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Humans have a desire for a sense of personal control or security. Men tend to even be more ambitious skill and want a sense of efficacy. Men need to be good at something. I doubt there is really much dividing men and women in this respect other than the values which shape women from childhood. Certainly women should be encouraged to be efficacious in some field if that is what they want.
The problem with a search for self-control or self-assurance is that its not a pursuit of values, its a search for self-assurance. Its not an endeavour that is going to lead you into fresh ideas, but rather a path which will find you rationalising that your existing ideas are right. This is actually the origin of self-righteousness and arrogance. Call it entrenched thinking as opposed to a thought process which is always open to new ideas. Of course, open to the extent that listening does not detract from your focus of achieving goals.
Christians of course come in all shapes and sizes. There are people for whom Christianity is something they don't give much mind; who might well think, aahh Yeh I can love God if it gets me to heaven. I can be kind to others, no problem since its consistent with practicality anyway. Yeh I can give money to a needy person every Xmas. Its nothing to me. But herein lies the rationalisation....its nothing to these people. They are essentially self-interested people rationalising that they profess certain values, but in reality they act selfishly. But its not selfishnes with any integrity. Its an indulgent or subjective sense of value. In fact, by objective standards, its self sacrifice. Mind you such Christians tend to have a strong ego, are intelligent, efficacious in some compartmentalised area of life, they are independent and doing quite well, thank you very much! But the extent to which they are religious is the extent to which they are undermining their thought process or insightfulness.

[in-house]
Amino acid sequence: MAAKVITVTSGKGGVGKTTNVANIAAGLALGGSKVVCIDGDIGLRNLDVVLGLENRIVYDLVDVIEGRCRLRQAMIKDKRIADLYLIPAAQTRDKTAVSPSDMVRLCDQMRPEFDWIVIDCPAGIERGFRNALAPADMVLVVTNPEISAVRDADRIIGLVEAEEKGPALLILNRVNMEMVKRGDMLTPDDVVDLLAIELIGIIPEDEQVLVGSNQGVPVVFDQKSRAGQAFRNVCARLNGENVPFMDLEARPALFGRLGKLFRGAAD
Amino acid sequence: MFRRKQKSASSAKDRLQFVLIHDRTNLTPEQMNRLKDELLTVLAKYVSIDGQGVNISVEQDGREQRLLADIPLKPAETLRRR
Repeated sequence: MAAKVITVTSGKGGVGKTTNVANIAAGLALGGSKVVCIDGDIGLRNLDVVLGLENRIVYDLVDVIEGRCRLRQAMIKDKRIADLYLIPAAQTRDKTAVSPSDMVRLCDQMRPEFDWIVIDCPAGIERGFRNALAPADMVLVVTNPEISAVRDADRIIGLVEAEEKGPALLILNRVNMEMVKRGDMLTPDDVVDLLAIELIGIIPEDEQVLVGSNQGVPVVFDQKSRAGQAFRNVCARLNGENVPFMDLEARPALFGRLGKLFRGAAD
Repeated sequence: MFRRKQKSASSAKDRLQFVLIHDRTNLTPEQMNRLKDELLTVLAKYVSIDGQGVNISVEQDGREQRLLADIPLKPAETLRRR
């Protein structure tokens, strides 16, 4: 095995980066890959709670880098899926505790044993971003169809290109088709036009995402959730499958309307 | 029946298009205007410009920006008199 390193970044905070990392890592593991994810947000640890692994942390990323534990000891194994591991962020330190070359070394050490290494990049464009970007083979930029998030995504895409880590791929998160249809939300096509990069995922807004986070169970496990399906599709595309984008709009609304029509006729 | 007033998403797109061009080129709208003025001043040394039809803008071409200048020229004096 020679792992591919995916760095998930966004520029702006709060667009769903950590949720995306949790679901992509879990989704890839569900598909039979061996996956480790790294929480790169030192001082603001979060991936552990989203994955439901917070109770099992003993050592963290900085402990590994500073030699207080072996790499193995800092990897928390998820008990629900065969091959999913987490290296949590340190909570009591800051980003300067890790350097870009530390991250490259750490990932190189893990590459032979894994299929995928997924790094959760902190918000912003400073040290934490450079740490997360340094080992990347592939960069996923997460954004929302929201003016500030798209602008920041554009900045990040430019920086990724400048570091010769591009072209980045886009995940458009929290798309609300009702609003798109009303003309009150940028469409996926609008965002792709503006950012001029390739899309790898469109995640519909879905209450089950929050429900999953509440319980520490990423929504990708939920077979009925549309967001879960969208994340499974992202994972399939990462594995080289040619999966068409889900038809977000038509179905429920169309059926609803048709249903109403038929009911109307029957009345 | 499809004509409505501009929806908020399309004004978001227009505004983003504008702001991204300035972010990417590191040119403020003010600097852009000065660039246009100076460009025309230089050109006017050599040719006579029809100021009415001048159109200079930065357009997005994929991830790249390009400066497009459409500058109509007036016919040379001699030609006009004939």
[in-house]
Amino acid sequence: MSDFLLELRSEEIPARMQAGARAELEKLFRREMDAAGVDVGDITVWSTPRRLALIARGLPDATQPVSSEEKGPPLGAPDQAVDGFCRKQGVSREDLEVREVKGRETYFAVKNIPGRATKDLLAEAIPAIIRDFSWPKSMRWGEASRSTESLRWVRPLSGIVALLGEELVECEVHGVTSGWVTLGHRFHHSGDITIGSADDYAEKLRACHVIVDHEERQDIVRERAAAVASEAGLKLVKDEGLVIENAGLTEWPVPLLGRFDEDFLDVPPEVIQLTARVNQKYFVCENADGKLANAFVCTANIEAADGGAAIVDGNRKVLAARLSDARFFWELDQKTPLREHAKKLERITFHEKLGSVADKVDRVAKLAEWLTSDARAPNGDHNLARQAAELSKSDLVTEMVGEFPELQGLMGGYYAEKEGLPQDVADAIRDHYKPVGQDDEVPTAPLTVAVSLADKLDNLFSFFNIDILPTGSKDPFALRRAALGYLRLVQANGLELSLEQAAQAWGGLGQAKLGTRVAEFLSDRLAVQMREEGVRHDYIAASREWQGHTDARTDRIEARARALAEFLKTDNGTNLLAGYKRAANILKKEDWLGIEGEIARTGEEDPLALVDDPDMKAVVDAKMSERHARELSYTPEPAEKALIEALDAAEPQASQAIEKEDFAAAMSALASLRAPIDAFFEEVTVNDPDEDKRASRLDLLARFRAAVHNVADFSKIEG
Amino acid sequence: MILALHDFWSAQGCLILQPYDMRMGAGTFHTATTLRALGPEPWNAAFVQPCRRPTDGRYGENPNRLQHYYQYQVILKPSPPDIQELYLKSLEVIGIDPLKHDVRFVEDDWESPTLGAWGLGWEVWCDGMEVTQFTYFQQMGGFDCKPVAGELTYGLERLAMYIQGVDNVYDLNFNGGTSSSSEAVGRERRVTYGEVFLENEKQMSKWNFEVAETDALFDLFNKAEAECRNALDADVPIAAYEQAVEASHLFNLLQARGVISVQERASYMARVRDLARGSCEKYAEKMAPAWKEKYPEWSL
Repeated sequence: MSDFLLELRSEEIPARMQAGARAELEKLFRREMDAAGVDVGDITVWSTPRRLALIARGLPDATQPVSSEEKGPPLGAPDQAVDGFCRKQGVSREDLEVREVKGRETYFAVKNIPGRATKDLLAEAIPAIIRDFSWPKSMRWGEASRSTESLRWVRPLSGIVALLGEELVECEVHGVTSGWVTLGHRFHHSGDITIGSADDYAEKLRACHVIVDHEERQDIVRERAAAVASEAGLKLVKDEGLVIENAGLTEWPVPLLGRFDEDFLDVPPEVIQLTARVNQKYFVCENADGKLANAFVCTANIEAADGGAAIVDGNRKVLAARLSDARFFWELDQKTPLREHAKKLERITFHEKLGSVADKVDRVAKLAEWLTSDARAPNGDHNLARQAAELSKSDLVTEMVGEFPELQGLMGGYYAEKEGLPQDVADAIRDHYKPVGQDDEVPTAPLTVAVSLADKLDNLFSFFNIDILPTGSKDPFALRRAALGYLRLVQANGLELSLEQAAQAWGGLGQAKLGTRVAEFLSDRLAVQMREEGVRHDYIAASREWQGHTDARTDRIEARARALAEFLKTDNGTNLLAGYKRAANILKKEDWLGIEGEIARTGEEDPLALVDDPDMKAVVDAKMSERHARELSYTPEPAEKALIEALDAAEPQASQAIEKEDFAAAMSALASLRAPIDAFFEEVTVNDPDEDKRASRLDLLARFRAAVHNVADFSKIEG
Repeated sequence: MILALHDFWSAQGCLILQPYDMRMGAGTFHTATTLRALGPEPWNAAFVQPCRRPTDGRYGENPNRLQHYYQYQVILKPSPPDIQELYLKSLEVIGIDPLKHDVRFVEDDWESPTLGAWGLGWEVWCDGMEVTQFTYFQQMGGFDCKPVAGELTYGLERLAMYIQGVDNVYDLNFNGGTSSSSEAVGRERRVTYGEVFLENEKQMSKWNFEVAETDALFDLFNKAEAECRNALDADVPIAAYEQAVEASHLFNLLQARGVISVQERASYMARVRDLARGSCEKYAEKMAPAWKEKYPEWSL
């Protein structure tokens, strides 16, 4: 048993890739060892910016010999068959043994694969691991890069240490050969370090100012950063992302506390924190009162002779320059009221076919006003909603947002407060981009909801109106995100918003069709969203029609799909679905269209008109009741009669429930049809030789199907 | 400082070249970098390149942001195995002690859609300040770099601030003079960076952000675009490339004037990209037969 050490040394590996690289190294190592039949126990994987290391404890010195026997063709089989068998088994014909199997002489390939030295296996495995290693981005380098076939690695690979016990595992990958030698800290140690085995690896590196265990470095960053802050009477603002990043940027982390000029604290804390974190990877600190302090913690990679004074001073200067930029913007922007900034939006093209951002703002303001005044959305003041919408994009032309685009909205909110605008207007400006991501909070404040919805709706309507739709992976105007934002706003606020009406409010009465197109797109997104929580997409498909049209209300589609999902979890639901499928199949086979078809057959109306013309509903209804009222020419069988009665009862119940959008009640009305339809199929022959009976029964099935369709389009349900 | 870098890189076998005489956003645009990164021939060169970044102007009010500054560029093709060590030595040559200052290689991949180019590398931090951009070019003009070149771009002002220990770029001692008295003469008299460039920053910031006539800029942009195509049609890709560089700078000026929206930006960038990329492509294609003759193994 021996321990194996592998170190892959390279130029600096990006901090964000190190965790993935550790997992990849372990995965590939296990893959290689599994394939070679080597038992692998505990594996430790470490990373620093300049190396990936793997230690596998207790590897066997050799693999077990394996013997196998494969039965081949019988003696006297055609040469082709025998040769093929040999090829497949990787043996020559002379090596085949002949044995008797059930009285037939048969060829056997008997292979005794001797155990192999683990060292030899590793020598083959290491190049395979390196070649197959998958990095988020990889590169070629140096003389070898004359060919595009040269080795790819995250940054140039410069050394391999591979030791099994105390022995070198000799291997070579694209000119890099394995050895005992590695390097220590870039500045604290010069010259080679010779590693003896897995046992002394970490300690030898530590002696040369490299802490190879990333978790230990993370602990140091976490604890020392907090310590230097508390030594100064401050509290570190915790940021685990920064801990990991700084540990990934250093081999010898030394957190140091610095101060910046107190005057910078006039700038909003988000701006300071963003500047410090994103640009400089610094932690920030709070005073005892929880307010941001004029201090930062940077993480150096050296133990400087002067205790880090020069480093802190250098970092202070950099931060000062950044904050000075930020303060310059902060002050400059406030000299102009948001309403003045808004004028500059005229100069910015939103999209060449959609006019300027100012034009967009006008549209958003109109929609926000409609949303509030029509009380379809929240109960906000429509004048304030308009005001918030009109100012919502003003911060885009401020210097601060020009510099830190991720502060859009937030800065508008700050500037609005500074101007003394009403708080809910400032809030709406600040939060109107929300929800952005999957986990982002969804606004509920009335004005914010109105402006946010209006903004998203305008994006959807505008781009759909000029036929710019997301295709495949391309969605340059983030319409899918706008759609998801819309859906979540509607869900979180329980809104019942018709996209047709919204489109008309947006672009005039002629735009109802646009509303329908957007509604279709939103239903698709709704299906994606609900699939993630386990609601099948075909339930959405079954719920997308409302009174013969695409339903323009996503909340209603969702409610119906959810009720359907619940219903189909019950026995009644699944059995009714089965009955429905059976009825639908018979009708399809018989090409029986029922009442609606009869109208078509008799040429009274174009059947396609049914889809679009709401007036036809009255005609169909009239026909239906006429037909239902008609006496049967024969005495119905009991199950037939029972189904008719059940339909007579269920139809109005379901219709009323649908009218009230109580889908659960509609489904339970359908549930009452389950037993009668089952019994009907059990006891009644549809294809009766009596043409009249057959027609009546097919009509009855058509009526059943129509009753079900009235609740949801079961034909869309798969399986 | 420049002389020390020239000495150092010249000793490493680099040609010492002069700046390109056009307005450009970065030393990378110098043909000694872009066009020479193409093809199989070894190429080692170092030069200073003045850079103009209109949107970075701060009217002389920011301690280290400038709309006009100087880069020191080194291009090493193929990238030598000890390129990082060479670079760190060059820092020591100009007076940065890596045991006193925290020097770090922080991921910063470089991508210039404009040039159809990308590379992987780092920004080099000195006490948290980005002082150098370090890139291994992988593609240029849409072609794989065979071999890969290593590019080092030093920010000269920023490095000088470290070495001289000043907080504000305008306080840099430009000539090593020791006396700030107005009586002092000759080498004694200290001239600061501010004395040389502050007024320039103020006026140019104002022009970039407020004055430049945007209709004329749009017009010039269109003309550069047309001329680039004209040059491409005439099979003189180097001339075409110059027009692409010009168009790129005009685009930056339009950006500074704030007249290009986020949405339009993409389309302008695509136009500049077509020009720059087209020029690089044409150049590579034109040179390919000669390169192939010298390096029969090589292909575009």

The greater concern is the deluded Christian (or child of a Christian) in search of answers. The problem as I see it is that they have been raised with dogma, self-sacrifice as moral values. They don't have a well-developed thought process, and they direct their search towards the familiar rather than the disparities. They are basically trying to shore up their existing premises rather than challenge them. A critical thinker does both. Logic demands differentiation and synthesis.
For this reason, they join these cults and other weird religious groups, of which there are too many to name. It is no accident that there are so many in the USA.
Of course you don't need to be a Christian to be insecure or vulnerable, but you do need to be to end up in a cult. Another expression of collectivist values might drift into socialist organisations or join a hippie commune. That is where you get your Christian chasing the REDS under the bed. The moral crusader - and in the USA - they have guns. The lynch mobs branded the Klu Klux Klan (KKK) being a case in point.
It is therefore not surprising that Christians and
Andrew Sheldon

Monday, February 9, 2009

A clash of values - doing business with a Christian

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In this blog I take the opportunity to cast dispersions on religion. Religion is of course the dominant value system in the Western world, and for that reason it goes unchallenged because its considered impractical to challenge it. This article will no doubt have negative implications for my future career. Why? Because contrary to Christian philosophy – they all judge – as they were supposed to. The problem is their judgement is motivated by fear and evasion rather than a respect for facts. The following is a recount of a dialogue with a Christian on an online trading site.

The counterparty in this dialogue has been concealed because its purely for educational purposes.

Communication before the auction